Mars “Appears the Size of the Full Moon” Hoax… Again
I recently saw a post claiming Mars was going to appear as large is the full moon to the naked eye. That would be REALLY COOL… assuming it was real. Whereas my inner “I wish that was true” jumped with glee, my BS alarms went off and my hopes and dreams subsequently came crashing down.
This is an interesting hoax that started in early August of 2003. At the time, Mars was due to pass “very” close to Earth, the closest pass of the two planets since 57,617 BCE. It will be the closest the planets will be to one another until at least 2287. For some distance perspective, this closet point of this pass was about 55,763,108 km (or 34,649,589 miles).
For some perspective, here are some numbers for you:
- The average Earth-Moon distance is 384,400 km (238,900 mi).
- The Moon orbits 145 times closer to the Earth on average than Mars will be when it passes Earth at this 56-million km mark.
- Mars has a diameter of 6787 km and the Moon has a diameter of 3476 km meaning Mars is about twice as large as the Moon.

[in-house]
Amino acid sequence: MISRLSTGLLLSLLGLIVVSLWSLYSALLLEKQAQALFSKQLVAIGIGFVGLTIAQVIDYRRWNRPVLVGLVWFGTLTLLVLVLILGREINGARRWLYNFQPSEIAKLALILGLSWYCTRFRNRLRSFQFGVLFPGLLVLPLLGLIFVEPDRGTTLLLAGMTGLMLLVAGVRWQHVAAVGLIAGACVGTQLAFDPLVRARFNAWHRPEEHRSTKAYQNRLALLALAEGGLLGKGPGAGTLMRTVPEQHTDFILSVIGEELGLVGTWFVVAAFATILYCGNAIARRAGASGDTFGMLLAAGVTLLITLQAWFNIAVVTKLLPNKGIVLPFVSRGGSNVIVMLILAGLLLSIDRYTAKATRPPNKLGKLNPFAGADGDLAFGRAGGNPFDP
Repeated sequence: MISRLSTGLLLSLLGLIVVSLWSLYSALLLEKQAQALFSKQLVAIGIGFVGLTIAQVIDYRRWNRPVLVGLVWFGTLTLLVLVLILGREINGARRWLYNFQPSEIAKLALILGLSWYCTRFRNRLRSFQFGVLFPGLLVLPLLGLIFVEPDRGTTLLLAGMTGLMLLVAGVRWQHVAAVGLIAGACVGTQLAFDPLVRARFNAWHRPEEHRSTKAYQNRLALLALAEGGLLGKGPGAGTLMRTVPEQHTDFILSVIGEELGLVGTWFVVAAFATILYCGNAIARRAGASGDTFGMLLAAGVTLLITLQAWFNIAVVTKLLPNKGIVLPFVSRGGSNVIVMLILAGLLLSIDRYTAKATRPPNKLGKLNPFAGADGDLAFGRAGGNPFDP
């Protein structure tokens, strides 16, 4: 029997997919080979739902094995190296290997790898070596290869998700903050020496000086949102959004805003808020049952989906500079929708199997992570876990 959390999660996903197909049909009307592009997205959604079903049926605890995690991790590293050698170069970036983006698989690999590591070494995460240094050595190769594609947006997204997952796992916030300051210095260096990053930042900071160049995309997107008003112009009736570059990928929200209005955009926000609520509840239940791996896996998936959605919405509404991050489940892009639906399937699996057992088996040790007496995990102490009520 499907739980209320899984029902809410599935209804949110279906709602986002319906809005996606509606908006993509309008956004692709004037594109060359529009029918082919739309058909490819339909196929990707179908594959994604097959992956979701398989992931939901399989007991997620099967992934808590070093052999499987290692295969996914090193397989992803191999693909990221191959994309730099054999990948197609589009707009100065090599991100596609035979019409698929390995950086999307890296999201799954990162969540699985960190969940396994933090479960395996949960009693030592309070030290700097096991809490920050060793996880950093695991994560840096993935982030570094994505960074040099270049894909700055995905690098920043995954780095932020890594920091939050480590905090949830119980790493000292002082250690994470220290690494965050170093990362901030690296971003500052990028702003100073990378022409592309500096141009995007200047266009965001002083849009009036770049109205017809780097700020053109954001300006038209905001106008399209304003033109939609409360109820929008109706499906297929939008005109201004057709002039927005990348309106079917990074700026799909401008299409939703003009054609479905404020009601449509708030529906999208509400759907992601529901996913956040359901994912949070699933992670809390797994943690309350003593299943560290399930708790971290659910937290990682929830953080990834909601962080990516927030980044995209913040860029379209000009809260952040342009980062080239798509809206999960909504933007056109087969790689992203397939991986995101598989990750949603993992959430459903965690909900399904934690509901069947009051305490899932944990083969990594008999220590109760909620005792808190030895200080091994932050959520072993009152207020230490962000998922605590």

What would it take for Mars to appear the same size of the Moon in our sky? Since Mars is twice the Moon’s size, it would have to be within two-times the average Earth-Moon distance. In other words, Mars would have to pass within about 768,800 km (477,800 mi) of Earth (or, about 72 times closer than its 2003 pass).
According to NASA, if Mars were to pass close enough to Earth to make it appear the same size as the Moon in the sky, Mars would be close enough to Earth to adversely affect our orbit and wreak havoc on our tides (and, it would probably screw the Moon over too). In other words, it’s not pretty.
The hoax consistently places this phenomenal event to occur on August 27, so it’s affectionately been deemed “Mars Hoax Day.” This hoax has resurfaced every year since 2005 and shows no sign of slowing down.
Alas, Mars is doomed to appear no larger than a star point to the earthbound unaided eye. If you were standing on Mars, however, I’m fairly certain it would appear larger than a star point and the full moon.
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